I’ve been reading about the minimum-wage increase to $15.00-an-hour in Seattle lately and the most important point made on the issue that I have read is in an op-ed by Will Hutton in The Guardian.
The campaigners had two important replies to the charges that this would make Seattle’s fast food, catering and hotel industries uneconomic. The first was that living on the old minimum wage of $9.10 (£5.41) an hour was scarcely possible; families depended on food stamps, homes were dark and the cheapest of presents for kids was simply unaffordable. Compare that with the profits of the corporations and pay of the fast food bosses: the CEO of McDonald’s is paid more than $9m (£5.3m). Maybe they could be paid less and their workers a fraction more?
The problem with living in the United States in an economic sense is the financial disparity. If you read Thomas Piketty’s Capital in the 21st Century, the numbers are vertiginous (a term Piketty often uses.) The difference between the national income of the top decile (10%), not to mention the top centile (1%) of the population, and the rest of us is simply sickening.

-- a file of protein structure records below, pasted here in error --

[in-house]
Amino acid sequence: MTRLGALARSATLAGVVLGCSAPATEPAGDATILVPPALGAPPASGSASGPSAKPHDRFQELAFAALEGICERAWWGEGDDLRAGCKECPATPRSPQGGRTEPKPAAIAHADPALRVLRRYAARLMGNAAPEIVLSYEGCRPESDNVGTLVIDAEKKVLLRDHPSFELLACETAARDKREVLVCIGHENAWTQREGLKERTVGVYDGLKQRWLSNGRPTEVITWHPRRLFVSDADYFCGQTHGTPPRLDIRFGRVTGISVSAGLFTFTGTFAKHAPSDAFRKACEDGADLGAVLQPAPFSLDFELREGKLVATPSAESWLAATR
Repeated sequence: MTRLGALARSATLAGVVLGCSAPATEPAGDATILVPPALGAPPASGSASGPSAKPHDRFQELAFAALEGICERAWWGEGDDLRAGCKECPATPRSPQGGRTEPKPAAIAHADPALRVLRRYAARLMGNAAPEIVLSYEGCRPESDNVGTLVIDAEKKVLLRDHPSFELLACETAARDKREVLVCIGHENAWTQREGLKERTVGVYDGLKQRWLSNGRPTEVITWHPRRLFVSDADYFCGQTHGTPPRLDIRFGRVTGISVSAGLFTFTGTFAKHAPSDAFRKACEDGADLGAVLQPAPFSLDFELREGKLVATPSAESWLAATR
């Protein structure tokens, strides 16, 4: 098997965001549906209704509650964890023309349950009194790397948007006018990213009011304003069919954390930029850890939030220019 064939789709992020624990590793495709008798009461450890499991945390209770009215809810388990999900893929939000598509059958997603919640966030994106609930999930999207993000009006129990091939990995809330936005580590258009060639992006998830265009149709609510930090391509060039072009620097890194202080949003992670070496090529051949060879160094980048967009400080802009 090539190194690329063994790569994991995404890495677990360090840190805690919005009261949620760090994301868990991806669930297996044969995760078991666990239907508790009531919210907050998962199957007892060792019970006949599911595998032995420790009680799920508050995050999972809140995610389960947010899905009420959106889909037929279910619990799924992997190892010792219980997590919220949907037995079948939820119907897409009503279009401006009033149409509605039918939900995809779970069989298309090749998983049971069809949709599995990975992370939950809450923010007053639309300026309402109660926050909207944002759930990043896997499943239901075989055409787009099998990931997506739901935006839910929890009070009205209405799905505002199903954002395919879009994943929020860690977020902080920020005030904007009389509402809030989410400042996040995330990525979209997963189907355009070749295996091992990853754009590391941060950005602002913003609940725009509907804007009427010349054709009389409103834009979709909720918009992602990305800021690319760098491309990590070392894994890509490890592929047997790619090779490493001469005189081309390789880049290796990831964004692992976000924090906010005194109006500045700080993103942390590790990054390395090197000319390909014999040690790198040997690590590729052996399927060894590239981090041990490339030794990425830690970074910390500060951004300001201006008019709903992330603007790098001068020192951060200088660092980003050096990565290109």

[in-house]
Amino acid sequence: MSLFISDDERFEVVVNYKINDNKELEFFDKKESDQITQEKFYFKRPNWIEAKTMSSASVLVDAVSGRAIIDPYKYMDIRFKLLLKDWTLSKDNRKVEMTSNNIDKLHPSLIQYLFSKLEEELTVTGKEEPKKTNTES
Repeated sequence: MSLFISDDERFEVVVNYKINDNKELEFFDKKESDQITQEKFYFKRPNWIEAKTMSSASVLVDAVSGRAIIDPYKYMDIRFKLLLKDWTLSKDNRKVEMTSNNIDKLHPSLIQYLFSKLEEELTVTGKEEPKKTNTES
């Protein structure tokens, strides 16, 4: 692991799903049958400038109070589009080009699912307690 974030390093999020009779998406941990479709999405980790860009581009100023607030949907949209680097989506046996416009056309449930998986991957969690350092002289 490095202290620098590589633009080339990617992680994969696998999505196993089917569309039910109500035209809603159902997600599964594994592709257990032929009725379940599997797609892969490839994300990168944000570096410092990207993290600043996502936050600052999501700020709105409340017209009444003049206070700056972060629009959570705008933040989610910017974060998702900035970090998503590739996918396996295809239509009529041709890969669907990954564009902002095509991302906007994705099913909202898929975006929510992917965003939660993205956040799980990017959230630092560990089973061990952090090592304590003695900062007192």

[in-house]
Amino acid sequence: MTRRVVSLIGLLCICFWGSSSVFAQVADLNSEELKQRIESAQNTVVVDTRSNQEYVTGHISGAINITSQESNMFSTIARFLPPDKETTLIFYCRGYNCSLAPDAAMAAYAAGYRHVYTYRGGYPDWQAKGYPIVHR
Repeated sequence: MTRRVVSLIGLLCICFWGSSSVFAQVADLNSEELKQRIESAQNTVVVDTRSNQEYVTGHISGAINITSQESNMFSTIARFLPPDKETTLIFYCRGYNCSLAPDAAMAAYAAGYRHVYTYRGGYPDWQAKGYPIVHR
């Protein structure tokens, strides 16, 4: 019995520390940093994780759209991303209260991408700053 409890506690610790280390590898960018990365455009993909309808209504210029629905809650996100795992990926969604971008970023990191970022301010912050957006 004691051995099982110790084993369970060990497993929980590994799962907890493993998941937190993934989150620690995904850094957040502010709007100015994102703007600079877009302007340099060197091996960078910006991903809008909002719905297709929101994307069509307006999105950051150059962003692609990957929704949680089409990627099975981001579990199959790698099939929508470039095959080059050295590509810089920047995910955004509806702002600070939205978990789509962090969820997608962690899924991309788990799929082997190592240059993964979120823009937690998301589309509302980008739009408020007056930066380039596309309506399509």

The powers that be want us to think about whether if we believe a low-wage, working citizen deserves that $15.00 an hour. Do they work hard enough? Did they work hard enough in High School? Do they? Did they?
But let me turn that argument on it’s ear: does the CEO at McDonald’s actually earn $9 million dollars a year? What about the Wall Street CEO’s who make $150 million or $180 million in a year? Do they deserve that? Do they work hard enough? I’m sure they get a lot more vacation hours than the people at the bottom of the ladder, with better healthcare and all the perks they could desire.
It’s an issue of fairness and the minimum wage does not provide some of our hardest workers basic human dignity.